# Option

*By Jacob Neumann, June 2021*

`option`

is a SML datatype for handling potential undefined values. Formally, the option type is parametrized by a single polymorphic type variable, so for every SML type `t`

, there is a type `t option`

.

The type `t option`

represents the construction of "either a value of `t`

, or nothing". For instance, a value of type `bool option`

is either true, false, or neither. A value of type `int option`

is either some integer, or none. A function will return `t option`

to represent the possibility that no acceptable value of type `t`

can be identified to return, and have a value to return to signal this circumstance. See the "Options-as-partiality" HOFs section below for some functions elaborating on this understanding of options.

Options also function as a kind of "container": a value `x : t option`

either "contains" a value of type `t`

(`x = SOME(z)`

) or is an "empty container" with no values (`x = NONE`

). We can therefore view `t option`

as a degenerate version of `t list`

, where the "list" is constrained to be length at most one. The notion of a "container" is made precise in functional programming with the idea of a "monad". In Haskell (which makes much more explicit use of monads), options are known as the "Maybe monad".

## Values

The type `t option`

has exactly one more value than the type `t`

itself. Formally,

```
datatype 'a option = NONE | SOME of 'a
```

So for each value `v : t`

, `SOME(v) : t option`

. And `NONE`

is a value of type `t option`

for each type `t`

, as required by the surrounding context. Options can be nested, e.g. `SOME(SOME(3)) : int option option`

.

`SOME`

and `NONE`

are the two constructors of the `t option`

type, so, in addition to the constructs generally available in pattern matching (e.g. wildcards and identifier binding), we can pattern match against `SOME`

and `NONE`

.

```
fun defaultToThree (NONE : int option):int = 3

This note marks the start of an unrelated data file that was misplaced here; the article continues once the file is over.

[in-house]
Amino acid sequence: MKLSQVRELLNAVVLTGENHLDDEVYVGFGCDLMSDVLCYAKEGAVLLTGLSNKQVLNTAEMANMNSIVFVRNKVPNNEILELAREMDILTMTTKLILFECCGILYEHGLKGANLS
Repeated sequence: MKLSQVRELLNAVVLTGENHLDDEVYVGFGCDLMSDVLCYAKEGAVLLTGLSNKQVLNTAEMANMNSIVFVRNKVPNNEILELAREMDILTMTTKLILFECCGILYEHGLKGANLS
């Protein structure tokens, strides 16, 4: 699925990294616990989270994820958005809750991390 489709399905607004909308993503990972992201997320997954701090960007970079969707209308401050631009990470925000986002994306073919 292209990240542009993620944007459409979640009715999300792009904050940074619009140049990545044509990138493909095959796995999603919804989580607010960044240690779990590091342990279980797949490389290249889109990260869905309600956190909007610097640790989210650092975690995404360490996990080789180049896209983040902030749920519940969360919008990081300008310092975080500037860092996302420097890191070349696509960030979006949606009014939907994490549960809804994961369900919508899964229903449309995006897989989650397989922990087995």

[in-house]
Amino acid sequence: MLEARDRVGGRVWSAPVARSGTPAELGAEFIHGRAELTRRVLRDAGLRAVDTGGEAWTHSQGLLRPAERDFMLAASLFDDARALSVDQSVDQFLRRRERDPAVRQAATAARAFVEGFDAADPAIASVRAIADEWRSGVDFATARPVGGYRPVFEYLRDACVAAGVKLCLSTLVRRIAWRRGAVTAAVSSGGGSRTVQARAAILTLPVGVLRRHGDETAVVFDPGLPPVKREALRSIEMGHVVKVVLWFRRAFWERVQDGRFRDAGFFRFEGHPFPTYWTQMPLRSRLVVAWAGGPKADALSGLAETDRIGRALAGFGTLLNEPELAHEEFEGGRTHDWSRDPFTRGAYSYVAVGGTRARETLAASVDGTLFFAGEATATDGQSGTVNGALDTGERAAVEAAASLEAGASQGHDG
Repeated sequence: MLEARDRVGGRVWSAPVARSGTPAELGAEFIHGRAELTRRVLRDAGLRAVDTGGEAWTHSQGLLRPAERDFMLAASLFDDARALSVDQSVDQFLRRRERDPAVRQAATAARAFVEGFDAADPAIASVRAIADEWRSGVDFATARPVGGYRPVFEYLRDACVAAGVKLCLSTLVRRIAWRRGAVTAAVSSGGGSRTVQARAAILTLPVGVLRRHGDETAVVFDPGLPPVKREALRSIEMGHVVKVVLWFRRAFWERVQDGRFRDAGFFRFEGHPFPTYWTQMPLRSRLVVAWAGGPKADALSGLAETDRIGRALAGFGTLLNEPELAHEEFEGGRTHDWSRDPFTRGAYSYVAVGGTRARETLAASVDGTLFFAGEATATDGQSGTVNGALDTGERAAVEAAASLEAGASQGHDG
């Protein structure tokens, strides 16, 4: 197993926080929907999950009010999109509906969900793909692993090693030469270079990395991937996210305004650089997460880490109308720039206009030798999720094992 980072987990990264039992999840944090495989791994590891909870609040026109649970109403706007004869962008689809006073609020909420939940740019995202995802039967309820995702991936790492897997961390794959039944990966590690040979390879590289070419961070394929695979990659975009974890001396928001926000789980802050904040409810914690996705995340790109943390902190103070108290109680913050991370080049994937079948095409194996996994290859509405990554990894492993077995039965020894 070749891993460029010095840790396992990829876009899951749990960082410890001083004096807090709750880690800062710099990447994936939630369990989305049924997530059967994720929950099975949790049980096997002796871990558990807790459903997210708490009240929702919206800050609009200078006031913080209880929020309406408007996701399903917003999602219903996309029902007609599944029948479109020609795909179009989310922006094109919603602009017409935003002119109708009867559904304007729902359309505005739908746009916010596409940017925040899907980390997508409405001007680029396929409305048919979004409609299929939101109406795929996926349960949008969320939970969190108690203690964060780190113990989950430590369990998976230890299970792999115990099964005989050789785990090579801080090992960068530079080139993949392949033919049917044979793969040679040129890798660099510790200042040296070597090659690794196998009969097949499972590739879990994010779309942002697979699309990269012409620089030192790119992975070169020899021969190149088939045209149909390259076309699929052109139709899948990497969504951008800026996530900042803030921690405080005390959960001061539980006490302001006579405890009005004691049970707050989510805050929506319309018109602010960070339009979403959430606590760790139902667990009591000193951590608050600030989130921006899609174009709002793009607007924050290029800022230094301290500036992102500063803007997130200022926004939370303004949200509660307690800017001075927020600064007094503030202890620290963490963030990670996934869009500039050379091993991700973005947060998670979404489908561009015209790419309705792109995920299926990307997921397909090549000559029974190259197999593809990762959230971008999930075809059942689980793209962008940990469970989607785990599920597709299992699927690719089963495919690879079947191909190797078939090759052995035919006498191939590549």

| defaultToThree (SOME x) = x
val 2 = defaultToThree(SOME 2)
val 3 = defaultToThree(NONE)
fun searchForEven [] = NONE
| searchForEven (x::xs) = if (x mod 2)=0 then SOME(x) else searchForEven xs
val (SOME _) = searchForEven [1,2,3,4]
val NONE = searchForEven [1,3,5]
```

If `t`

is pretty-printed by the `smlnj`

REPL (like `int`

,`bool`

,`string list`

, etc.), so too is `t option`

. This is demonstrated by the following `smlnj`

REPL snippet.

```
- val k = SOME(SOME 5);
val k = SOME (SOME 5) : int option option
```

## Production

There are some basic SML functions which produce `option`

s:

```
Int.fromString : string -> int option
Bool.fromString : string -> bool option
```

Both of these functions are partial inverses to their respective `toString`

functions (e.g. `Int.fromString(Int.toString(7)) == SOME 7`

), but return an option so they can return `NONE`

on strings which do not encode an `int`

or `bool`

, respectively.

## Elimination

Another option for casing on options is the function (provided in the `Option`

structure - see below)

```
Option.getOpt : 'a option * 'a -> 'a
```

which behaves as follows: `Option.getOpt(SOME x,y)`

will evaluate to `x`

, and `Option.getOpt(NONE,y)`

will evaluate to `y`

. When writing functions operating on options, it is still generally preferable that you use clausal pattern matching to break into the "`SOME`

case" and "`NONE`

case", but there are situations where `Option.getOpt`

is an elegant solution.

The `Option`